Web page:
Evaristo is the first woman of African heritage to win the Booker in its 50-year history, and only the fourth ever to be a finalist. "Fifty years, 300 books — only four black women have been shortlisted," she said Tuesday. "Hopefully this will mark a new direction."
Speaking to The Associated Press hours after being handed the prize alongside Atwood at a glitzy ceremony, Evaristo exuded excitement and delight, even on two hours' sleep. "I'm very, very excited and euphoric," she said. "It's such a major prize, and it felt so unattainable."
Born in London to a Nigerian father and white British mother, Evaristo has published seven previous novels — two of them in verse — exploring aspects of black life in Britain, from Roman times to the present day. Inventive and readable, they have won her critical acclaim, though not mega-sales.
"Those who know the work think I'm kind of more mainstream than I am," she said. Evaristo, 60, says she knew winning the Booker could transform her career, and act as a beacon to other female writers of color. But until her name appeared on the 13-book longlist earlier this year, she never thought it would happen.
"It was such an establishment prize," she said. "And even though there were some quirky choices, it just felt that the kinds of things I write, from my perspective, would not be the kinds of things that Booker judges would consider to be literature to cherish."
The Booker, whose past winners include Salman Rushdie, Kazuo Ishiguro and Atwood — a winner once before, in 2000 — almost always brings the victor a huge boost in publicity and sales. Winning in 2009 for "Wolf Hall" helped make British author Hilary Mantel a household name. Victory last year transformed the life of financially struggling Northern Ireland writer Anna Burns, whose novel "Milkman" has sold hundreds of thousands of copies.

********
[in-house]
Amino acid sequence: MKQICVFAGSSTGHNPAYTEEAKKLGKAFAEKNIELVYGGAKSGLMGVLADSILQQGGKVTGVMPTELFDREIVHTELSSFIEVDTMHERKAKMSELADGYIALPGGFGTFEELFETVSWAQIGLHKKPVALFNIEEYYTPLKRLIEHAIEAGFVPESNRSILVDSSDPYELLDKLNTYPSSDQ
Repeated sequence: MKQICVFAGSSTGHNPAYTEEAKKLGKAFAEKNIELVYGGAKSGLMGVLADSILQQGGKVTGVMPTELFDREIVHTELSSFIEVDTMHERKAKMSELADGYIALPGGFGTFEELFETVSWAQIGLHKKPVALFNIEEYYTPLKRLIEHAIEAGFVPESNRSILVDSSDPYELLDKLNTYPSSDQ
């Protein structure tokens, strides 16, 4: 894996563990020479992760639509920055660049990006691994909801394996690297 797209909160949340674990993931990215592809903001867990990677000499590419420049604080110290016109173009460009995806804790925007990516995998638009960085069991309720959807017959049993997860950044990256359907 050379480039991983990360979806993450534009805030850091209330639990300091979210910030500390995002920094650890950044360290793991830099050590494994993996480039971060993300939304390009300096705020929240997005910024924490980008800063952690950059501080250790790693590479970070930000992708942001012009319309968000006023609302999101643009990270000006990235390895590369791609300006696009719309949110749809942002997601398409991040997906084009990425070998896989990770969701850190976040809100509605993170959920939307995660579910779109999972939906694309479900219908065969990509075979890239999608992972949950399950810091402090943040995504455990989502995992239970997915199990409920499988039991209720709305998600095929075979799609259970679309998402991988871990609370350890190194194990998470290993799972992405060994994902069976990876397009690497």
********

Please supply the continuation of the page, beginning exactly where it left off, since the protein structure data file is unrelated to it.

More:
Evaristo knows the audience is about to grow exponentially for "Girl, Woman, Other," which is due to be published in the U.S. by Grove Atlantic in December. The book weaves together the voices of 12 characters with widely varying ages, experiences and sexualities, including a twentysomething banker, a teenage single mother, a radical playwright, a nonagenarian farmer.
"The book kind of mapped itself as I wrote it," Evaristo said. "I thought, 'I'm just going to put as many black British women as possible into a novel.' Because we're not really out there in British fiction."
Splitting the prize between two writers caused a mini literary uproar, with jurors defying Booker rules that say there can only be one winner. Atwood and Evaristo, who hugged onstage at Monday night's ceremony, both say they are not disappointed to have to share the award and its 50,000 pound ($63,000) purse.
"Somehow my pleasure in it should be dampened by the fact that I have to share it? No, not at all," Evaristo said. "Because I know what a treasured prize it is — and I've still got it."